This year’s summer has been rather cold and the first real heat wave arrived on the last week of July. We enjoyed the sun and cozy Seedorf but the clock was ticking and it was time to move on.
Getting on the way was again pleasant because we had a perfect sailing weather. Temperature was 27 degrees and wind was from the stern. We quickly brought the gennaker bag to the foredeck and prepared the gennaker snuffer. Soon the gennaker was flying and Suwena sailed proudly towards Stralsund.
The only road connection to island of Rügen is in the city of Stralsund where two bridges cross the strait of Strelasund. The newer Rügen bridge or Rügenbrücke is a 40 metres tall highway bridge. The older Ziegelgraben is a bascule bridge that needs to be opened. In July the opening times were at 8.20, 12.20, 17.20 and 21.30. The day was beautiful and we were in no hurry, from the beginning our aim was to reach the five o’clock bridge opening.
The gennaker was up proudly the whole way through the sea area on the southern side of Rügen. As we aproached the Strelasund strait on the western side of the island we were pondering if there would be enough wind angle in the strait for the gennaker sailing. After turn the apparent wind angle was 90 degrees and our gennaker was all fine after trimming. The strait is narrow. Its width at narrowest is only half a nautical mile and it follows the shore of Rügen towards Stralsund and north. We were in no hurry because we were a few hours ahead of scheduled bridge opening. To slow us down we dropped the gennaker and continued under bare poles. Our speed was half a knot and the current pushed us forward another knot. In total that made us move forward with the speed over ground of one and a half knot.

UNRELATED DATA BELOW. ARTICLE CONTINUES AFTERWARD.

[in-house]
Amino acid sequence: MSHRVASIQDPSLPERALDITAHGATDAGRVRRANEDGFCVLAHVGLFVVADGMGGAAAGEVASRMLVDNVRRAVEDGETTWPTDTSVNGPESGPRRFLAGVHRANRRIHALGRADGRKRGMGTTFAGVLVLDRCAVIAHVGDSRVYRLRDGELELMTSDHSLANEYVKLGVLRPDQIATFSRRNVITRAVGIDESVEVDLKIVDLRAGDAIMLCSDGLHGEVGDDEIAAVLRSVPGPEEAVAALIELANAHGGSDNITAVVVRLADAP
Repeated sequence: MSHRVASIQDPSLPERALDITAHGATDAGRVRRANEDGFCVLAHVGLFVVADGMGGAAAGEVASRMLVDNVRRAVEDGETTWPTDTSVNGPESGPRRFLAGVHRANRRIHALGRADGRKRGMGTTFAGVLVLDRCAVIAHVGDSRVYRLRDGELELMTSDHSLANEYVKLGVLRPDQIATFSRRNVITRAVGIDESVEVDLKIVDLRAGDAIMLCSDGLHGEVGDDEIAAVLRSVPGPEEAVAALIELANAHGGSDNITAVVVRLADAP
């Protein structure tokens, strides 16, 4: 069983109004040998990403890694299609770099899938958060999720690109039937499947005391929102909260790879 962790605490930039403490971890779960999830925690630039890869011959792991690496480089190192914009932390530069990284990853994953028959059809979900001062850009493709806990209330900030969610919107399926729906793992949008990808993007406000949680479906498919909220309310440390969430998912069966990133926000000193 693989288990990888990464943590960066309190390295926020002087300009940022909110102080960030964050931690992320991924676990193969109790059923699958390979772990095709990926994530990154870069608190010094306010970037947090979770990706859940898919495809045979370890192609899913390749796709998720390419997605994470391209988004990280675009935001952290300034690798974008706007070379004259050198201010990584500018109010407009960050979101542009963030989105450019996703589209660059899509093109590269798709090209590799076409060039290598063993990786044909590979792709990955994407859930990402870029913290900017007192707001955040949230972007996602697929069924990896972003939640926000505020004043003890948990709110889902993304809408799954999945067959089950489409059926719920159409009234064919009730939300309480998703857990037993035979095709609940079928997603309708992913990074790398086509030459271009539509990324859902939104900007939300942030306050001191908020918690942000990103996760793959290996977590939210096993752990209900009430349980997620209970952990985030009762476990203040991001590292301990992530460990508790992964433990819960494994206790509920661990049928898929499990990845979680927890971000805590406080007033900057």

German sailors have warned us that in Germany the police really follow, do boaters use the day shapes. We were laughing when we joked about what kind of a day shape should we raise now because we were moving forward in the strait without engine and without sails. Usually sailing like this happens in heavy weather when even the storm jib is too much sail area for stormy conditions. We however were floating in the middle of a beautiful summer day. A half knot speed through the water was enough to keep the boat steerable. Two and half miles before the bridge we saw an attractive bight that already had several boats anchoring out and the nearby beach was full of sunbathers. We joined them and lowered the anchor as well. For the first time ever we were also raising the anchor ball into the spreader of Suwena.
Sea temperature was 21 degrees and I took the opportunity to go swimming around Suwena. We quickly reached the decision that the bridge will open tomorrow as well and we will spend the rest of the day relaxing in a place called Strelasund Mittlerer. Before the sunset all other boats weighed their anchors and also the last swimmers from the beach went home. The whole bight was only for two of us – how great is that?